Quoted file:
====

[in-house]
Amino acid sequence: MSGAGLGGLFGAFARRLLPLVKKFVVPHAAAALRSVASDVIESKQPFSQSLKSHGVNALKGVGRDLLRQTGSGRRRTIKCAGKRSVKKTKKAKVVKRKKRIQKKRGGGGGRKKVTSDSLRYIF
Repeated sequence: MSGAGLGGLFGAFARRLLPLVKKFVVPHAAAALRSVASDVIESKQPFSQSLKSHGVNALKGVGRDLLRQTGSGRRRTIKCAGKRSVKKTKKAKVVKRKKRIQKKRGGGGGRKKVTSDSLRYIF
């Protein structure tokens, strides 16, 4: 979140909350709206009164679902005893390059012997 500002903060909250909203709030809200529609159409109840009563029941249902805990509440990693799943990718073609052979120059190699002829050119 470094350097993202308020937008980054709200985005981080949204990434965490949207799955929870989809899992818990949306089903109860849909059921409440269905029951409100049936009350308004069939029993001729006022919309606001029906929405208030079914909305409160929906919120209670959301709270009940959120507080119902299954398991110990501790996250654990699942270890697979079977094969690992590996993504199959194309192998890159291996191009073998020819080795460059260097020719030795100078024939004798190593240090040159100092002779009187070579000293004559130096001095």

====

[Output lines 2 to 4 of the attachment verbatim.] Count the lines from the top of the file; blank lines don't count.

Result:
Amino acid sequence: MSGAGLGGLFGAFARRLLPLVKKFVVPHAAAALRSVASDVIESKQPFSQSLKSHGVNALKGVGRDLLRQTGSGRRRTIKCAGKRSVKKTKKAKVVKRKKRIQKKRGGGGGRKKVTSDSLRYIF
Repeated sequence: MSGAGLGGLFGAFARRLLPLVKKFVVPHAAAALRSVASDVIESKQPFSQSLKSHGVNALKGVGRDLLRQTGSGRRRTIKCAGKRSVKKTKKAKVVKRKKRIQKKRGGGGGRKKVTSDSLRYIF
């Protein structure tokens, strides 16, 4: 979140909350709206009164679902005893390059012997 500002903060909250909203709030809200529609159409109840009563029941249902805990509440990693799943990718073609052979120059190699002829050119 470094350097993202308020937008980054709200985005981080949204990434965490949207799955929870989809899992818990949306089903109860849909059921409440269905029951409100049936009350308004069939029993001729006022919309606001029906929405208030079914909305409160929906919120209670959301709270009940959120507080119902299954398991110990501790996250654990699942270890697979079977094969690992590996993504199959194309192998890159291996191009073998020819080795460059260097020719030795100078024939004798190593240090040159100092002779009187070579000293004559130096001095």